Eccentric training in the treatment of tendinopathy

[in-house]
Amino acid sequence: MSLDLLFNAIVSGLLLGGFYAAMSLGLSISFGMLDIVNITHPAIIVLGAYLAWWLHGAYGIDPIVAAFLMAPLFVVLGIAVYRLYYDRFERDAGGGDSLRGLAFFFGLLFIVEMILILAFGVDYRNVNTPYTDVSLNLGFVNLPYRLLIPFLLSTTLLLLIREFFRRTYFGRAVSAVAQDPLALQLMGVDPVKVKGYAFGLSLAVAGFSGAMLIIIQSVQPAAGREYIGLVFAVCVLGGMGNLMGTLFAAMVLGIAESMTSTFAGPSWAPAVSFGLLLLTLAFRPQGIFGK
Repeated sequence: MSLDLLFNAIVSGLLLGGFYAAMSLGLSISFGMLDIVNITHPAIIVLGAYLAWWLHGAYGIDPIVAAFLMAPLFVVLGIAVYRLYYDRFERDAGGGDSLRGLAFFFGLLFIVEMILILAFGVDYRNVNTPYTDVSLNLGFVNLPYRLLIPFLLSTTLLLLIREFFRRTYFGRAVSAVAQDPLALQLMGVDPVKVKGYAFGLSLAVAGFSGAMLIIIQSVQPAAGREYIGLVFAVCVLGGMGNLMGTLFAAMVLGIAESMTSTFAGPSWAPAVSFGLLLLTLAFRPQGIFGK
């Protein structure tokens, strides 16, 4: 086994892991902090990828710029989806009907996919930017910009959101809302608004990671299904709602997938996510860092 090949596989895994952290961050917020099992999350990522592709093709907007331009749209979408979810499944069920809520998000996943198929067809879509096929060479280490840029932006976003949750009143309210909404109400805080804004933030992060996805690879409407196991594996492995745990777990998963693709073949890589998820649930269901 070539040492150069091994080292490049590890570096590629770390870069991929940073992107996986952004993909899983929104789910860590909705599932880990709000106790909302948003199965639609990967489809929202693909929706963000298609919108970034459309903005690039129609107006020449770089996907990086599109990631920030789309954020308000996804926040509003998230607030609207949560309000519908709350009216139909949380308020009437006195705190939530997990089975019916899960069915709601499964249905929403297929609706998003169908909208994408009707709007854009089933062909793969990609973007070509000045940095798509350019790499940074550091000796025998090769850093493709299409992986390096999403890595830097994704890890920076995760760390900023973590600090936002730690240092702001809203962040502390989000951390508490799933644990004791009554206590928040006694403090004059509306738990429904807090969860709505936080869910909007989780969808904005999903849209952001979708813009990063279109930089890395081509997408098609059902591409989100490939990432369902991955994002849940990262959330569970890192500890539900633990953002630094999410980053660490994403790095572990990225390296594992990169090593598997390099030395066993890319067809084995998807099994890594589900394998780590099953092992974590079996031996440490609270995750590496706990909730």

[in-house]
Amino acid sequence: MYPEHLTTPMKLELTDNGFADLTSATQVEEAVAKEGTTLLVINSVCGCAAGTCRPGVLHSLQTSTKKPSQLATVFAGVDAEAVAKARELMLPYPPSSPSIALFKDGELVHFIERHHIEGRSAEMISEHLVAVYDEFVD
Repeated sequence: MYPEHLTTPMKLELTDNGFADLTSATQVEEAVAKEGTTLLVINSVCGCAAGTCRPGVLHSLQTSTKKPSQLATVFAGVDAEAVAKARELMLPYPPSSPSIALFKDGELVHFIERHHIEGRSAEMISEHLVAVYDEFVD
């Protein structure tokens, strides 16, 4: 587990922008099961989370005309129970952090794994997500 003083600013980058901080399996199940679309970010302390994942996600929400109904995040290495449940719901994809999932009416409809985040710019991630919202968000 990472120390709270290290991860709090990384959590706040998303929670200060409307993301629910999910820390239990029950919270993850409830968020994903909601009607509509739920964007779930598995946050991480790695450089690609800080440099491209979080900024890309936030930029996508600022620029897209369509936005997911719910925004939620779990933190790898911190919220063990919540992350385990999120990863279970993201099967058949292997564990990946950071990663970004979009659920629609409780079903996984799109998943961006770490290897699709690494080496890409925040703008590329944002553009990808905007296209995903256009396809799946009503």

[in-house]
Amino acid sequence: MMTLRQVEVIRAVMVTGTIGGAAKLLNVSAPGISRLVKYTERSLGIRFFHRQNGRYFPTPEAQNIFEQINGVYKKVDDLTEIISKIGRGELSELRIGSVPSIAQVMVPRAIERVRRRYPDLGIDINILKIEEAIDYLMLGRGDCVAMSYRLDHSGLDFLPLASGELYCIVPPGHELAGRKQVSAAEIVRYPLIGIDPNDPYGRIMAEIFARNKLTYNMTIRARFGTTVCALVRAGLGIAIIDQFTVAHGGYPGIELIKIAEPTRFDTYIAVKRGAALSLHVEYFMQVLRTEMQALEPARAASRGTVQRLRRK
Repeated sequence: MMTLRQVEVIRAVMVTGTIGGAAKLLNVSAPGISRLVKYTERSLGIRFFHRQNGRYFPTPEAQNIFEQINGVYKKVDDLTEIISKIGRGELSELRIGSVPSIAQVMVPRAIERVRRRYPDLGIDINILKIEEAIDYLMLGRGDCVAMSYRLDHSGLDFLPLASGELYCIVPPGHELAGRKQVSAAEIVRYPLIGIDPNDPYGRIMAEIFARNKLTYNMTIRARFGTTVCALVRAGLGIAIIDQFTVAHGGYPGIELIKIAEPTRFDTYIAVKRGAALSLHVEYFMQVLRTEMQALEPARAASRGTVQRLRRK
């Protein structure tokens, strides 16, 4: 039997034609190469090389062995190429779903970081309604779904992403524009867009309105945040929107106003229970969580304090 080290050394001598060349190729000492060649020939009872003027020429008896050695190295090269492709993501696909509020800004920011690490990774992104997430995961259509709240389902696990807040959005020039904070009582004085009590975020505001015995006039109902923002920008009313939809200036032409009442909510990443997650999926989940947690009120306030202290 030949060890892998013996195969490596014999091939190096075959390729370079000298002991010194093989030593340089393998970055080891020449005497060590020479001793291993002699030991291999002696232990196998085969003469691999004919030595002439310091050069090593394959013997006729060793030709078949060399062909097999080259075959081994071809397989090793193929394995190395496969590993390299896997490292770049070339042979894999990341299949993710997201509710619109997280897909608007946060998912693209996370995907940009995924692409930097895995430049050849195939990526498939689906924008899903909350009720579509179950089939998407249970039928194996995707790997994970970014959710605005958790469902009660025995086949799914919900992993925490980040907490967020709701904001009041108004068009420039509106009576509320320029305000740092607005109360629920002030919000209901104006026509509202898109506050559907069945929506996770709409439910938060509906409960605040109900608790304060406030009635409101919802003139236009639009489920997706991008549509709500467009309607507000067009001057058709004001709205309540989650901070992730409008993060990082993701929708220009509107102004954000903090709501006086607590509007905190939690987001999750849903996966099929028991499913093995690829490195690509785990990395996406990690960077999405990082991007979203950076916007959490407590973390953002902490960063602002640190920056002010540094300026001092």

Abstract: Chronic painful tendinopathies are common, not only in sports and recreationally active people, but also among people with a sedentary lifestyle. Both the lower and upper limbs are affected. There is lack of knowledge about the etiology and pathogenesis to tendinopathy, and many different treatments options have been presented. Unfortunately, most treatments have not been tested in scientific studies. Conservative (non-surgical) treatment has since long shown unsatisfactory results and surgical treatment is known to give unpredictable results.The aim of this thesis was to evaluate new models of painful eccentric training for the conservative treatment of different chronic tendinopathies. After promising results in a pilot study, using painful eccentric calf muscle training in patients with chronic mid-portion Achilles tendinopathy, we investigated if these results could be reproduced in a larger group of patients with both mid-portion and insertional Achilles tendinopathy (study I). After 12 weeks, 89% of the patients with pain from the mid-portion were satisfied and back in previous activities. In the group with insertional Achilles tendinopathy the results were poor. A new model for eccentric training was designed for patients with insertional Achilles tendinopathy. The eccentric calf muscle training was done from tip-toe to floor level (study II). With this new regimen 67% of the patients were satisfied and back in previous activities. The next step was to investigate the effects of painful eccentric quadriceps training on patients with jumper´s knee/patellar tendinopathy (study III). Two different training protocols were used. Eccentric training performed on a 250 decline board showed promising results with reduced pain and a return to previous activities, while eccentric training without the decline board had poor results. In a following prospective study, patients with jumper´s knee/patellar tendinopathy were randomised to either concentric or eccentric painful quadriceps training on a 250 decline board (study IV). After 12 weeks of training, there were significantly better results in the group that did eccentric training. In a pilot study (study V), we investigated painful eccentric deltoideus and supraspinatus muscle training on a small group of patients on the waiting list for surgical treatment of subacromial impingement syndrome. After 12 weeks of training, 5 out of 9 patients were satisfied with the results of treatment and withdrew from the waiting list for surgery.In conclusion, the present studies showed good clinical results with low risks of side effects and low costs. Thus, we suggest that painful eccentric training should be tried in patients with Achilles and patellar tendinopathy before intratendinous injections and surgery are considered. For patients with chronic painful impingement syndrome, the results of our small pilot study are interesting, and stimulates to randomised studies on larger materials.
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